FOR IMMEDIATE RELEASE
Media Contact: , Public Education Director, 303-426-8900
January 21, 2011
|Northwest Indian College (NWIC) continues to extend its intellectual capacity-building opportunities to young Native staff and faculty as part of the Woksape Oyate: Wisdom of the People Initiative. Through this effort, NWIC is following its mission statement: “Through education NWIC promotes indigenous self-determination and knowledge.”
Northwest Indian College’s all-Native administration is “giving back” to the communities they serve by preparing young Native employees to become the next generation of leadership for the college in the areas of teaching, administration, student services, and service learning.
Nine young leaders from the Northwest Coast Salish tribes participated in the Summer 2009 Coast Salish Institute Leadership Development Project. Young leaders selected included Greg Mahle, Lexi Tom, Krista Mahle, Lucas Washington, Nicole Baker, Alsie Wolfback, Tyson Oreiro, Jerome Toby, and Don McCluskey.
President Cheryl Crazy Bull planted the seed of love and commitment for the tribal college movement in this next generation of leaders, a gift that she called “a gift that keeps on giving.” President Crazy Bull also invited the young leaders’ to participate in the Northwest Commission on Colleges and Universities accreditation site visit at the college last April.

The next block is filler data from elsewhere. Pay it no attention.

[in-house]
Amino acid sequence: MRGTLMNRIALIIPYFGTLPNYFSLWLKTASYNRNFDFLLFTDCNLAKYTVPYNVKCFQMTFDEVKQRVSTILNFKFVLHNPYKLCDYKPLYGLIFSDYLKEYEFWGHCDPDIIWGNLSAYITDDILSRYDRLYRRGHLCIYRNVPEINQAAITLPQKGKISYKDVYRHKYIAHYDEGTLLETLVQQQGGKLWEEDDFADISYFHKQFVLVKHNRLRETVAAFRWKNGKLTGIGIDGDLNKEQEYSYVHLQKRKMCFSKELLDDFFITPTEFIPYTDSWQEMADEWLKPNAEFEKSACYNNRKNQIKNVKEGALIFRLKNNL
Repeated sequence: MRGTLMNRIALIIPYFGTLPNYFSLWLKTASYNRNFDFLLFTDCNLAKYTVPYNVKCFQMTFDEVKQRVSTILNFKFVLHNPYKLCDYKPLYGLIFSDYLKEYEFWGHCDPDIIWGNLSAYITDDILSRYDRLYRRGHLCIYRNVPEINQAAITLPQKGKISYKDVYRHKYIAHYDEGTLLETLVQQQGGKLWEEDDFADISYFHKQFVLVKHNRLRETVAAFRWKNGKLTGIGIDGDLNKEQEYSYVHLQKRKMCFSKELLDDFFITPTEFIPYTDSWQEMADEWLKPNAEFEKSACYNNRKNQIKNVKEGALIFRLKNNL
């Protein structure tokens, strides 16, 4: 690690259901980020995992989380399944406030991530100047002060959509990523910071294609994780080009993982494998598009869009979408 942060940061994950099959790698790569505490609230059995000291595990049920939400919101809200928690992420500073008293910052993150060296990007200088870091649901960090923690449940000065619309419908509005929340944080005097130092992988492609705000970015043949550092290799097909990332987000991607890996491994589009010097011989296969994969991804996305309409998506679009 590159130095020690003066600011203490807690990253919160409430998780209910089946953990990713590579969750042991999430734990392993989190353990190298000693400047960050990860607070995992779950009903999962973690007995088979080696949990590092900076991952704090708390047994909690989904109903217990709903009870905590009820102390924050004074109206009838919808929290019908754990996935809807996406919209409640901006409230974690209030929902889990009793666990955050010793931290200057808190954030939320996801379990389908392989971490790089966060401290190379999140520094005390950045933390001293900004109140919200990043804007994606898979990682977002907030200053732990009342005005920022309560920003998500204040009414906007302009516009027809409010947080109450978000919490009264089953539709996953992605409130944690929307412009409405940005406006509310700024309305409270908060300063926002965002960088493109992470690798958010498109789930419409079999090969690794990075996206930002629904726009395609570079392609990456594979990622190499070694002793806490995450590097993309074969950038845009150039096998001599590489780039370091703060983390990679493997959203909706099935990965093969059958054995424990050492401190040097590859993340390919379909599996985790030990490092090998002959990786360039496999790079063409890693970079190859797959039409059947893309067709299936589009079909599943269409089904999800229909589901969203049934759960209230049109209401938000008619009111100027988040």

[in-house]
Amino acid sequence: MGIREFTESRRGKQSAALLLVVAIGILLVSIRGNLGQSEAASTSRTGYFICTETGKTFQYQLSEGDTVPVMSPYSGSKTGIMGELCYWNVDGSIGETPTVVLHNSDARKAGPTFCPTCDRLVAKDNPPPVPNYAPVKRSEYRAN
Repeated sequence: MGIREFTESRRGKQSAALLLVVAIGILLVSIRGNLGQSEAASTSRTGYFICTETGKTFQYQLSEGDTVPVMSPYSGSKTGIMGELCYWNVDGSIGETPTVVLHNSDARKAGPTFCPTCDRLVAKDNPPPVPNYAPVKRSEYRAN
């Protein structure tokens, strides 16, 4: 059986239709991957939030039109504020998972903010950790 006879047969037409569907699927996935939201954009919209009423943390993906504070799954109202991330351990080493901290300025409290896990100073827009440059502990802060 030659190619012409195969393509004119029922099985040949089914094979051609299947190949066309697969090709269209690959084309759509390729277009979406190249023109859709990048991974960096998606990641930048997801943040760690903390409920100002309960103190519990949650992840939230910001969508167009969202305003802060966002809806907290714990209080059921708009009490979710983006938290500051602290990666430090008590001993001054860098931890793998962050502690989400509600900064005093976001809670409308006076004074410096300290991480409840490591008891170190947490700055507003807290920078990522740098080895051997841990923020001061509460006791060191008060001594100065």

The Summer 2009 Coast Salish Institute Leadership Development Project focused on the practice and framework of traditional leadership within each student’s community, family and toward their future in leadership roles. Through the exploration of tribal stories and teachings, the young leaders had the opportunity to define what a traditional leader is in their culture and practice leadership skills with emphasis on their cultural traditions and leadership.
The young leaders observed other seasoned Native leaders by attending summer 2009 events hosted by Northwest Indian College such as the Vine Deloria, Jr. Symposium, the American Indian Higher Education Consortium President’s Retreat, Tribal College Forum, and tribal government events such as the Lummi Indian Business Council and General Council meetings. At the end of the summer, the young leaders accompanied NWIC President Cheryl Crazy Bull to the Tribal Self-Governance Conference as another comparative leadership experience. NWIC’s next generation of leaders are building their intellectual capacity while still standing in the light of their tribal identity and heightening their passion for leadership.
Mentors for the Summer 2009 Coast Salish Institute Leadership Development Project were NWIC President Cheryl Crazy Bull, Coast Salish Institute Director Sharon Kinley, Indigenous Leadership faculty members Alex Prue, and Willie Jones, Sr., who is also a founder of NWIC and past Tribal Chairman of the Lummi Nation.
This story was contributed by Carole Rave, Vice President for Instruction and Student Services, Northwest Indian College